"What Alice Found" is too surprising and provocative to be revealed here, even though the film took a top prize at the Sundance and Deauville festivals and, therefore, some readers will surely already know its secret. A. Dean Bell's irresistible picture represents a career high point for the distinguished Judith Ivey, a terrific showcase for lovely newcomer Emily Grace and yet another fine performance from character actor Bill Raymond. "What Alice Found" proves to be sweet, suspenseful, funny, poignant -- and adult.
Grace's Alice is a small-town New Hampshire 18-year-old who has decided to flee her miserable existence as the impoverished daughter of a single mother she is ashamed of. She takes off for Florida in her old car to join a friend who is about to start college and major in marine biology. Working with dolphins is about the greatest thing Alice can imagine; she'll work out how she can afford higher education once she gets to Miami.
That is, if she ever gets there. After resisting crude overtures from some passing rednecks, Alice pulls off at a New Jersey rest stop only to return to her car to find a tire spiked, her engine conked out and her stash of money missing.
She has caught the attention of an immediately solicitous middle-aged couple, Sandra (Ivey) and Bill (Raymond), traveling in an immense RV, who urge her to call the cops. Alice would rather avoid the delay, and because her car is useless, she accepts the couple's invitation to hitch a ride. They too are Florida-bound, but at a more leisurely pace.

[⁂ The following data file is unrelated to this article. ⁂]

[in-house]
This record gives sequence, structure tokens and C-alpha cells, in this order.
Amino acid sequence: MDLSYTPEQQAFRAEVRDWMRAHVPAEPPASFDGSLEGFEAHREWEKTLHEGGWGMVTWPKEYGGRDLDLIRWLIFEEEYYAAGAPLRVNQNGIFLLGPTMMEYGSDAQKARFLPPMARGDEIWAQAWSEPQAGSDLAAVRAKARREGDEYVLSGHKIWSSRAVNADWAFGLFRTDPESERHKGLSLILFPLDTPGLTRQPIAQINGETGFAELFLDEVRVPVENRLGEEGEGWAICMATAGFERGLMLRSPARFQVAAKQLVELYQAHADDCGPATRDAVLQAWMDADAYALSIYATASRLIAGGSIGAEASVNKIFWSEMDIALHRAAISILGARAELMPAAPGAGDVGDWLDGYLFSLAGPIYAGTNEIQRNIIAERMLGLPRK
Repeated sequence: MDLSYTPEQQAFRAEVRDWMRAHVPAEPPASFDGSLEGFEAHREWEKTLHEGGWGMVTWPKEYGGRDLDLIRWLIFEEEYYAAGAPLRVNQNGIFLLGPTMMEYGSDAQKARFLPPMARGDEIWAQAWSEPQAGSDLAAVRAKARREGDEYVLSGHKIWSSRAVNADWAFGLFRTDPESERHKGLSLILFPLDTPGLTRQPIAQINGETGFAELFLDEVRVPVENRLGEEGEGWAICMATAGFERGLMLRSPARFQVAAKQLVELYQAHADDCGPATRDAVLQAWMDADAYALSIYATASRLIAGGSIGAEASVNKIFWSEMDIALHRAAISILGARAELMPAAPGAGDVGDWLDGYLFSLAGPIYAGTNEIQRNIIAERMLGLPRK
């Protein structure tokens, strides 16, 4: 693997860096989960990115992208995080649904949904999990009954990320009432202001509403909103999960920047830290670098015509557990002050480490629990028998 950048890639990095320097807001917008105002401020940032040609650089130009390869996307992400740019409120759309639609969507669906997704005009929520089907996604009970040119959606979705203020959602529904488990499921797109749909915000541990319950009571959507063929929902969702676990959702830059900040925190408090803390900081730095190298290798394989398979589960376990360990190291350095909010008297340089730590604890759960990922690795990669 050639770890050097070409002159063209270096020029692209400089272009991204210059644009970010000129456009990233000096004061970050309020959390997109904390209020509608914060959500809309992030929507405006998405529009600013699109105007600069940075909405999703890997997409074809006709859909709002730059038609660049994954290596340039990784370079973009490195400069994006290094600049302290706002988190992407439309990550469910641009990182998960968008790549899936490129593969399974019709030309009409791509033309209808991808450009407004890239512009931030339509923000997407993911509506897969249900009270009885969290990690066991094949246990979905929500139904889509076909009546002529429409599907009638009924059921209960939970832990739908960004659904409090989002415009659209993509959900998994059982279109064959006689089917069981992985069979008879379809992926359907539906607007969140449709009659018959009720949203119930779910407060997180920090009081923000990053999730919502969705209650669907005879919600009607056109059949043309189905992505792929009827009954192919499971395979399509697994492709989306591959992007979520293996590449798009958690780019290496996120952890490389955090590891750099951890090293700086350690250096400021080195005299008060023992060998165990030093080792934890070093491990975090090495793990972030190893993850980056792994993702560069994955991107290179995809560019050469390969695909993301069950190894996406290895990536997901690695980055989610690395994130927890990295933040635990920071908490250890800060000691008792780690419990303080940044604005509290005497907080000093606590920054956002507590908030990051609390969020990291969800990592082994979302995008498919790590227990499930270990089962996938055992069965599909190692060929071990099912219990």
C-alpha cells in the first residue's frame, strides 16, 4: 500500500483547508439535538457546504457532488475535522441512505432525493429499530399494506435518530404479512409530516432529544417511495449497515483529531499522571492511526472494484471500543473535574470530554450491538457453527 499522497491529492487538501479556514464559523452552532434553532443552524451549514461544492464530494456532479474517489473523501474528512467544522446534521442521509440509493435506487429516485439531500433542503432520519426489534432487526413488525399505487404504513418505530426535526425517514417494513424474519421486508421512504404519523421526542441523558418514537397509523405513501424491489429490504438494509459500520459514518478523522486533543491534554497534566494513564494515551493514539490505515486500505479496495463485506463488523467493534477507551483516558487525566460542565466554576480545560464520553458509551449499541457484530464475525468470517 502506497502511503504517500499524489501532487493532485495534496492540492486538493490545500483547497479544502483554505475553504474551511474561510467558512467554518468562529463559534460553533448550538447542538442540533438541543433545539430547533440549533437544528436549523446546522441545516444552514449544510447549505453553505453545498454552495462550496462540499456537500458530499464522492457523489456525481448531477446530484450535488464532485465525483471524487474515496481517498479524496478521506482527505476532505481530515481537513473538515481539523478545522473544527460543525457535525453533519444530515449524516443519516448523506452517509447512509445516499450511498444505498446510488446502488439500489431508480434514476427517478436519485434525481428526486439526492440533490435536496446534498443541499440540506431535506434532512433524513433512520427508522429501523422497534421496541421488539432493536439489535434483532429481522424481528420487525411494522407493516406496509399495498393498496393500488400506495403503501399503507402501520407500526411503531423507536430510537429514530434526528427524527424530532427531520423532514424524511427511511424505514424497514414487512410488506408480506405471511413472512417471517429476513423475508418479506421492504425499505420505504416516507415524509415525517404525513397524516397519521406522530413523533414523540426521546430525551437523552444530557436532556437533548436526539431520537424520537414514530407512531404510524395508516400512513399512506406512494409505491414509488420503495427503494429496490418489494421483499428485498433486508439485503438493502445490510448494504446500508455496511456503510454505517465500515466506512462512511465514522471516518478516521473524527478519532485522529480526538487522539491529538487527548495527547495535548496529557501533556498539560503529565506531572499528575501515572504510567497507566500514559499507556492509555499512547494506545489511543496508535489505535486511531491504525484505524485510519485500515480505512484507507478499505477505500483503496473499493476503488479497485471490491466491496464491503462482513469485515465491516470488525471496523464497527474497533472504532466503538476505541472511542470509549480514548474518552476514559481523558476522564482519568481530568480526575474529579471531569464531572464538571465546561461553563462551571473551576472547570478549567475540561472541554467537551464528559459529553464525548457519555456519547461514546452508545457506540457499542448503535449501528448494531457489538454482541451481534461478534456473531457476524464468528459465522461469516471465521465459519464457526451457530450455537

It seems that Bill, somewhat older than Sandra, is a retired serviceman and that the couple live like rolling stones, traveling anywhere they please -- "Anywhere the snow ain't," as Sandra puts it. They're a warm, folksy couple, and soon Alice is responding to their parental affection, which extends to Sandra buying a few inexpensive but pretty dresses for Alice and teaching her how to apply makeup.
Gradually, Alice discovers how lovely she really is.
Everything seems to be too good to be true, and sure enough, the big question for Alice -- and for the audience -- is this: Are Sandra and Bill who they seem? And if they aren't, who are they? Could they have sabotaged Alice's car, and if so for what purpose?
Yet as the plot unfolds, with flashbacks filling in the reasons Alice left home, Sandra nevertheless emerges as a woman who has seen it all, survived it all and learned to make the best of it. She is tough, realistic, philosophical and good-humored, but at her core, when it counts, will she prove to be merely hard or ultimately vulnerable -- or somewhere in between? Ivey's Sandra is flat-out one of the year's best performances.
Scrupulously fair-minded yet deliciously ambiguous, "What Alice Found," a triumph of sound psychological and artistic judgment, is an unexpected treat for sophisticated audiences.
'What Alice Found'
MPAA rating: R, for strong sexuality, nudity and language
Times guidelines: Strictly for adults
Jane Lincoln Taylor...Sally,
A Factory Films in association with Highland Entertainment presentation. Writer-director A. Dean Bell. Producer-cinematographer Richard Connors. Executive producers Don Wells, J.C. Chmiel, Rita Fredricks, A.P. Feurerman. Co-cinematographers Wychie Stubblefield, Edwin Martinez. Editor Chris Houghton. Costumes Michelle Teague. Art director Bryce "Paul Mama" Williams. Running time: 1 hour, 36 minutes.
Exclusively at the Nuart through Thursday, 11272 Santa Monica Blvd., West Los Angeles, (310) 281-8223.